Somewhere along the line, you've completely forgotten to pay the water bill too, because the last time you went to make coffee, nothing came out of the tap. It's not because you don't have the money. You just forgot to pay it.

And because you don't have the money either, of course, because you're really counting on sales from the upcoming novel, or the award money from that writing contest, or payment for the eight hundred pieces of content that you've written for those start-up websites. But you can't think about that stuff right now, because you've got to finish writing this novel before you die.

And when it is finished, and you finally emerge from your cave, and see one of the friends that you've been ignoring, and they ask you something profound like, "How's it going?" or "What have you been up to?" it takes a while to respond, because the sound of a human voice seems a little strange, and the question seems mundane, and puzzling, and possibly a trick of some sort (be careful not to admit that you're writing another novel, for God's sake. The last three never did get published. They'll think you're mad), and besides, you've got editing to think about, and queries and a synopsis....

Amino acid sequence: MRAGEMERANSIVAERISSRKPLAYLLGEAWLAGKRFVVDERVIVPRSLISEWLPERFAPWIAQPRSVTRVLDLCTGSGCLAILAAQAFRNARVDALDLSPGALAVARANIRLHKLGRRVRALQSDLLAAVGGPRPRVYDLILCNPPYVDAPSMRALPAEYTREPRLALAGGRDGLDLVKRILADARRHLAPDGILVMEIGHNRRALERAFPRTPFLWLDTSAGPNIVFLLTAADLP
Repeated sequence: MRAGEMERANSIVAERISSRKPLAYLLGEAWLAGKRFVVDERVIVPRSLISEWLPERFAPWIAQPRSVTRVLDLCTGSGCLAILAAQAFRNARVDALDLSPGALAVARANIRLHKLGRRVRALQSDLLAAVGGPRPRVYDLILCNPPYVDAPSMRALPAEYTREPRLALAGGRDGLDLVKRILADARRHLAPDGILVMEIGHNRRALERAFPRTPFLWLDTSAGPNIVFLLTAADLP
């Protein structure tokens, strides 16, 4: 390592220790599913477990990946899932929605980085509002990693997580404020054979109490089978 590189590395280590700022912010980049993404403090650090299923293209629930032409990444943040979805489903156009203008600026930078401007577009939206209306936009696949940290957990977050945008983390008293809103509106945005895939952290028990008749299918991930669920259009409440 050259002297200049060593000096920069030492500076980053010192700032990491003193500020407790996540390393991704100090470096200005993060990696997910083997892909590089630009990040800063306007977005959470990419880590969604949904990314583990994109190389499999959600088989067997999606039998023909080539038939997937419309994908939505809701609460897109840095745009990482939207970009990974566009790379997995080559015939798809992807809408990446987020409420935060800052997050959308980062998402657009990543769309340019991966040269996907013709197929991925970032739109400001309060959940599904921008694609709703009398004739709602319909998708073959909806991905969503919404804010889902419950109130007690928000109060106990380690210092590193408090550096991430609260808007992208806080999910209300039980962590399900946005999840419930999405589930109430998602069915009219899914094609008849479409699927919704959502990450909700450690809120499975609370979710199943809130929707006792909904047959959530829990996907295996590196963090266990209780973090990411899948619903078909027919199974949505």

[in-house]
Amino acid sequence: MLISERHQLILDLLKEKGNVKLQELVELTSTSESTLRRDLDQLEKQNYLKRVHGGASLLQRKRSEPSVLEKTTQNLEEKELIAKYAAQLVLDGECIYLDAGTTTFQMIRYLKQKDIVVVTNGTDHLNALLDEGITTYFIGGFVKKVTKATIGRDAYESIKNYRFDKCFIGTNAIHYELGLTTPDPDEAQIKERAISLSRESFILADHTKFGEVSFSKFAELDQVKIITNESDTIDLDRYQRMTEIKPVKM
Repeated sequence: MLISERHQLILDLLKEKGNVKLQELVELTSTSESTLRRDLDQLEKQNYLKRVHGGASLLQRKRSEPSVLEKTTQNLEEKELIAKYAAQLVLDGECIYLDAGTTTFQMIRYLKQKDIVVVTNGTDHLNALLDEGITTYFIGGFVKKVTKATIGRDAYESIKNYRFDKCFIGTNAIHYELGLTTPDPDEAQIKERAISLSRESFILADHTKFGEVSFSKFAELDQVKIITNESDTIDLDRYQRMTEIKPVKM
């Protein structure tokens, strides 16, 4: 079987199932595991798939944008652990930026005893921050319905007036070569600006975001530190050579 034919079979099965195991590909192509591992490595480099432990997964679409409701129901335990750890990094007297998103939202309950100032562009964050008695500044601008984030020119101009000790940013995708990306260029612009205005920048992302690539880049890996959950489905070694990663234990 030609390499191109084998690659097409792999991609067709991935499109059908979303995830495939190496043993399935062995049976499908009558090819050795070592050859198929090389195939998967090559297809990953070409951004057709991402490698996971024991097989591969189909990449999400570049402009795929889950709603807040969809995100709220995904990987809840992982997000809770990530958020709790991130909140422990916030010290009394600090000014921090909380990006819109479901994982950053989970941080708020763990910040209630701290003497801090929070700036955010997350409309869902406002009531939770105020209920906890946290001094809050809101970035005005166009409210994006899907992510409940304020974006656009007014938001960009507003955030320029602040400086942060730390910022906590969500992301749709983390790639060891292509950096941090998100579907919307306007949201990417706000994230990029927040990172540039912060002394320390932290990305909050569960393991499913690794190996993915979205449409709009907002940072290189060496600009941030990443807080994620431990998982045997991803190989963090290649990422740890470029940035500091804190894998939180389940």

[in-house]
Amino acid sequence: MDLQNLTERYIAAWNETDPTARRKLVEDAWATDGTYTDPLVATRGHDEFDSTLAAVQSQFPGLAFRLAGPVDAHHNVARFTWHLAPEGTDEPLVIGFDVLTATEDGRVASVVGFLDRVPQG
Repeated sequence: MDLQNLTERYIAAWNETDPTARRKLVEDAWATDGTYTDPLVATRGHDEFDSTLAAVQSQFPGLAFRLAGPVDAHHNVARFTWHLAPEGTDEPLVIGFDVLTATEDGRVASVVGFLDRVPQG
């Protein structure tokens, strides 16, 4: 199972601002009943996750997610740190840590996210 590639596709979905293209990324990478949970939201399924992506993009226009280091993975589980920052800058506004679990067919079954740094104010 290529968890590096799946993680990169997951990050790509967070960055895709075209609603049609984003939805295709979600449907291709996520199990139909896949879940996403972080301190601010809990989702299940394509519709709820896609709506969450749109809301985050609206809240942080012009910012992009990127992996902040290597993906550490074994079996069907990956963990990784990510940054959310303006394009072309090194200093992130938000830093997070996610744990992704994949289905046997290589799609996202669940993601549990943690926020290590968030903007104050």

Independent Canadian Author Megan Denby, eh?
And speaking of crazy authors...let me introduce you to Megan Denby. Megan caught my attention recently with her blog post entitled, "My First Time" (link below). 

So, I looked at her picture, read the title of the post, and said...okay, I'm in. Click. You'll have to check it out for yourself. That's really all that I can say about it in mixed company and all, what with little children and young adult authors running about.

Megan's book, A Thistle in the Mist,  inspired by her Scottish Grandmother, is HOT off the 2013 presses and has been receiving a nice run of Five Star reviews already. What the reviews are saying... 

"I lost my heart and three days of my life to A Thistle in the Mist. It is the fastest read I've ever had!
...Denby is a master storyteller."

Megan's links:

Thanks for reading, everyone.

Buzz Malone
Delusional Author


  1. You are an incredibly brilliant writer, Buzz Malone, and I'm not just saying that because you used an ok picture of me. Thank you, thank you! :D

  2. "...an incredibly brilliant writer..."
    Raves Canadian Literature Ambassador Megan Denby.

    That is going on the back jacket of my next novel. Just like that!

    You're welcome, and thank you, Megan! Hopefully, my regular reader (hi mom!) will order your book and leave you an awesome review. It looks wonderful.

    Thanks for reading!


  3. Your writing touches me on the shoulder like a gentle grandfather leading me into his parlor (did I really use that word?) to a cozy chair and a sweet steaming cup of tea while he makes me smile and laugh with his stories. Your love of writing, storytelling, and humor shines through your words. Thank you for entertaining your readers.

    1. Awww, why thank you so much, Carmen. THAT was an incredible compliment. It is not often that this fat old man is incited into blushing, but you have done it. Thank you again for your kind words, and above all, thank you for reading.


  4. Always a sucker for a blonde!